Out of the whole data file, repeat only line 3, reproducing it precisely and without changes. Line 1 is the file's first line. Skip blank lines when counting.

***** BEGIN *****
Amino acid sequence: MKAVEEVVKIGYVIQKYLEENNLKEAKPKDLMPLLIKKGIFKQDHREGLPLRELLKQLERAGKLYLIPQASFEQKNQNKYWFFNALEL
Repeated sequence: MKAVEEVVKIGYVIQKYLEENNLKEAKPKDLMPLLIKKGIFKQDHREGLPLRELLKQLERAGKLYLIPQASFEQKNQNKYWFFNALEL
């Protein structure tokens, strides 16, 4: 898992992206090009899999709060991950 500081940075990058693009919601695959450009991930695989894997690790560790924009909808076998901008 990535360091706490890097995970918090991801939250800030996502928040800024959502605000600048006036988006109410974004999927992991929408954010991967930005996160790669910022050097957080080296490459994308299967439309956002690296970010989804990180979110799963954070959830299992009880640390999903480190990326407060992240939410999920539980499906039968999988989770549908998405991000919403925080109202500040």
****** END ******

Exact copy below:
């Protein structure tokens, strides 16, 4: 898992992206090009899999709060991950 500081940075990058693009919601695959450009991930695989894997690790560790924009909808076998901008 990535360091706490890097995970918090991801939250800030996502928040800024959502605000600048006036988006109410974004999927992991929408954010991967930005996160790669910022050097957080080296490459994308299967439309956002690296970010989804990180979110799963954070959830299992009880640390999903480190990326407060992240939410999920539980499906039968999988989770549908998405991000919403925080109202500040």